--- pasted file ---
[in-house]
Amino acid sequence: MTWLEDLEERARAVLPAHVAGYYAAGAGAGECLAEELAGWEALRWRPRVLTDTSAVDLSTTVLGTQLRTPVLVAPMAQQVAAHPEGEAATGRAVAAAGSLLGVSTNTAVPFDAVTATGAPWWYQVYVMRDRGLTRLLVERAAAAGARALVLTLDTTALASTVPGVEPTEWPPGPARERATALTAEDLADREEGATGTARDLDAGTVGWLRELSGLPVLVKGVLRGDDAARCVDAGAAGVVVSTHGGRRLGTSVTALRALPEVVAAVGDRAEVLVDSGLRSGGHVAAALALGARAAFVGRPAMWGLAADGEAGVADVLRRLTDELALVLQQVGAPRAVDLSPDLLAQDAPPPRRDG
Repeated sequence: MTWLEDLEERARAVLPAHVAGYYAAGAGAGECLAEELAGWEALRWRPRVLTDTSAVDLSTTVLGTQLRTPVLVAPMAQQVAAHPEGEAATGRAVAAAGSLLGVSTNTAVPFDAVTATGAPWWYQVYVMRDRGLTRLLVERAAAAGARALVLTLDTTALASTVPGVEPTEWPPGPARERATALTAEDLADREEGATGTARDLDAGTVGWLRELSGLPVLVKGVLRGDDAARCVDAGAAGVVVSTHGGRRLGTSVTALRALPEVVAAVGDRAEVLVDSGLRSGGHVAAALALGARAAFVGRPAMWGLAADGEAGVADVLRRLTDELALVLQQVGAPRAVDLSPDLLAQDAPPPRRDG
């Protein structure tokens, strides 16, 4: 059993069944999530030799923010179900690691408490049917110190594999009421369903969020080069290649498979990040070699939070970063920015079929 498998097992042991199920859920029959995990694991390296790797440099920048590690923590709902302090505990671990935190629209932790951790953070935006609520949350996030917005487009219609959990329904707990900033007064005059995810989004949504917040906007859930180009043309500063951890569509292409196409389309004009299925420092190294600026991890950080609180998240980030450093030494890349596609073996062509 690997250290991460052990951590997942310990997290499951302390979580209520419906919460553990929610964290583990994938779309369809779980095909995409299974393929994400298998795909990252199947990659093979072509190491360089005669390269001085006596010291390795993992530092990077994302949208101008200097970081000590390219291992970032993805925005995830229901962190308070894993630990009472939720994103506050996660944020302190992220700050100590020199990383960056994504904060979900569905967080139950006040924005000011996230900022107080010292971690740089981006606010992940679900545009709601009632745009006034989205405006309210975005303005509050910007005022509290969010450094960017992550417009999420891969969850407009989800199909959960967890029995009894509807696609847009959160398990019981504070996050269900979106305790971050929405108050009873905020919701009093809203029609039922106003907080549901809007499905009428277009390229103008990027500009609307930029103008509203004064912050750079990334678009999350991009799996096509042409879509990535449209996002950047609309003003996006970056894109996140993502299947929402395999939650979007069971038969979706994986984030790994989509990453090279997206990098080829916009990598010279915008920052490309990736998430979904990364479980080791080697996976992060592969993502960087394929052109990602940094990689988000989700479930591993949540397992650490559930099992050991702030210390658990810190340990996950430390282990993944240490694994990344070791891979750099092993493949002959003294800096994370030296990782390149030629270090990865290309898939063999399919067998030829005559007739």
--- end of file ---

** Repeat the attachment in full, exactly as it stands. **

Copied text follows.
[in-house]
Amino acid sequence: MTWLEDLEERARAVLPAHVAGYYAAGAGAGECLAEELAGWEALRWRPRVLTDTSAVDLSTTVLGTQLRTPVLVAPMAQQVAAHPEGEAATGRAVAAAGSLLGVSTNTAVPFDAVTATGAPWWYQVYVMRDRGLTRLLVERAAAAGARALVLTLDTTALASTVPGVEPTEWPPGPARERATALTAEDLADREEGATGTARDLDAGTVGWLRELSGLPVLVKGVLRGDDAARCVDAGAAGVVVSTHGGRRLGTSVTALRALPEVVAAVGDRAEVLVDSGLRSGGHVAAALALGARAAFVGRPAMWGLAADGEAGVADVLRRLTDELALVLQQVGAPRAVDLSPDLLAQDAPPPRRDG
Repeated sequence: MTWLEDLEERARAVLPAHVAGYYAAGAGAGECLAEELAGWEALRWRPRVLTDTSAVDLSTTVLGTQLRTPVLVAPMAQQVAAHPEGEAATGRAVAAAGSLLGVSTNTAVPFDAVTATGAPWWYQVYVMRDRGLTRLLVERAAAAGARALVLTLDTTALASTVPGVEPTEWPPGPARERATALTAEDLADREEGATGTARDLDAGTVGWLRELSGLPVLVKGVLRGDDAARCVDAGAAGVVVSTHGGRRLGTSVTALRALPEVVAAVGDRAEVLVDSGLRSGGHVAAALALGARAAFVGRPAMWGLAADGEAGVADVLRRLTDELALVLQQVGAPRAVDLSPDLLAQDAPPPRRDG
């Protein structure tokens, strides 16, 4: 059993069944999530030799923010179900690691408490049917110190594999009421369903969020080069290649498979990040070699939070970063920015079929 498998097992042991199920859920029959995990694991390296790797440099920048590690923590709902302090505990671990935190629209932790951790953070935006609520949350996030917005487009219609959990329904707990900033007064005059995810989004949504917040906007859930180009043309500063951890569509292409196409389309004009299925420092190294600026991890950080609180998240980030450093030494890349596609073996062509 690997250290991460052990951590997942310990997290499951302390979580209520419906919460553990929610964290583990994938779309369809779980095909995409299974393929994400298998795909990252199947990659093979072509190491360089005669390269001085006596010291390795993992530092990077994302949208101008200097970081000590390219291992970032993805925005995830229901962190308070894993630990009472939720994103506050996660944020302190992220700050100590020199990383960056994504904060979900569905967080139950006040924005000011996230900022107080010292971690740089981006606010992940679900545009709601009632745009006034989205405006309210975005303005509050910007005022509290969010450094960017992550417009999420891969969850407009989800199909959960967890029995009894509807696609847009959160398990019981504070996050269900979106305790971050929405108050009873905020919701009093809203029609039922106003907080549901809007499905009428277009390229103008990027500009609307930029103008509203004064912050750079990334678009999350991009799996096509042409879509990535449209996002950047609309003003996006970056894109996140993502299947929402395999939650979007069971038969979706994986984030790994989509990453090279997206990098080829916009990598010279915008920052490309990736998430979904990364479980080791080697996976992060592969993502960087394929052109990602940094990689988000989700479930591993949540397992650490559930099992050991702030210390658990810190340990996950430390282990993944240490694994990344070791891979750099092993493949002959003294800096994370030296990782390149030629270090990865290309898939063999399919067998030829005559007739």